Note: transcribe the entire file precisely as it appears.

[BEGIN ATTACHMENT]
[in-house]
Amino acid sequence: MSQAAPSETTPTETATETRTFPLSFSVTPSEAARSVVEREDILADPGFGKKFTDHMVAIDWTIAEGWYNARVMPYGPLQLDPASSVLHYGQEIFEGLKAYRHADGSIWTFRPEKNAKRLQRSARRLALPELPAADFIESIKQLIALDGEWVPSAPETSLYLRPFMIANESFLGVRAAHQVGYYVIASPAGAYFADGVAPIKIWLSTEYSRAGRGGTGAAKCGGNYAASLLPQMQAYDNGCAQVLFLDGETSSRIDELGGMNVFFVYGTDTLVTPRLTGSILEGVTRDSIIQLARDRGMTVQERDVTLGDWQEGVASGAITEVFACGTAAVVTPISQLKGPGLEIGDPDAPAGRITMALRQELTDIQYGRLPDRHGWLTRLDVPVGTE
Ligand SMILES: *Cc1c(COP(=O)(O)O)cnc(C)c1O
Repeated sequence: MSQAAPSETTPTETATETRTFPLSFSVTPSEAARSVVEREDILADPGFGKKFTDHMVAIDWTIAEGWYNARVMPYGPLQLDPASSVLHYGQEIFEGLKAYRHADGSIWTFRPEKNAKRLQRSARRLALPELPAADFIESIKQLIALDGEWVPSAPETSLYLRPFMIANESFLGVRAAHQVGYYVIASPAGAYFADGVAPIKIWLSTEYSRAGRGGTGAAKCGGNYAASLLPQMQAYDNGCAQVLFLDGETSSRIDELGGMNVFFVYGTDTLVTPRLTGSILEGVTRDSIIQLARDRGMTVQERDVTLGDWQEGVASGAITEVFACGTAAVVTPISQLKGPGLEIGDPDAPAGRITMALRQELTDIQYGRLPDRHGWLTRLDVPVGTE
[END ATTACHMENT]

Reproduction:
[in-house]
Amino acid sequence: MSQAAPSETTPTETATETRTFPLSFSVTPSEAARSVVEREDILADPGFGKKFTDHMVAIDWTIAEGWYNARVMPYGPLQLDPASSVLHYGQEIFEGLKAYRHADGSIWTFRPEKNAKRLQRSARRLALPELPAADFIESIKQLIALDGEWVPSAPETSLYLRPFMIANESFLGVRAAHQVGYYVIASPAGAYFADGVAPIKIWLSTEYSRAGRGGTGAAKCGGNYAASLLPQMQAYDNGCAQVLFLDGETSSRIDELGGMNVFFVYGTDTLVTPRLTGSILEGVTRDSIIQLARDRGMTVQERDVTLGDWQEGVASGAITEVFACGTAAVVTPISQLKGPGLEIGDPDAPAGRITMALRQELTDIQYGRLPDRHGWLTRLDVPVGTE
Ligand SMILES: *Cc1c(COP(=O)(O)O)cnc(C)c1O
Repeated sequence: MSQAAPSETTPTETATETRTFPLSFSVTPSEAARSVVEREDILADPGFGKKFTDHMVAIDWTIAEGWYNARVMPYGPLQLDPASSVLHYGQEIFEGLKAYRHADGSIWTFRPEKNAKRLQRSARRLALPELPAADFIESIKQLIALDGEWVPSAPETSLYLRPFMIANESFLGVRAAHQVGYYVIASPAGAYFADGVAPIKIWLSTEYSRAGRGGTGAAKCGGNYAASLLPQMQAYDNGCAQVLFLDGETSSRIDELGGMNVFFVYGTDTLVTPRLTGSILEGVTRDSIIQLARDRGMTVQERDVTLGDWQEGVASGAITEVFACGTAAVVTPISQLKGPGLEIGDPDAPAGRITMALRQELTDIQYGRLPDRHGWLTRLDVPVGTE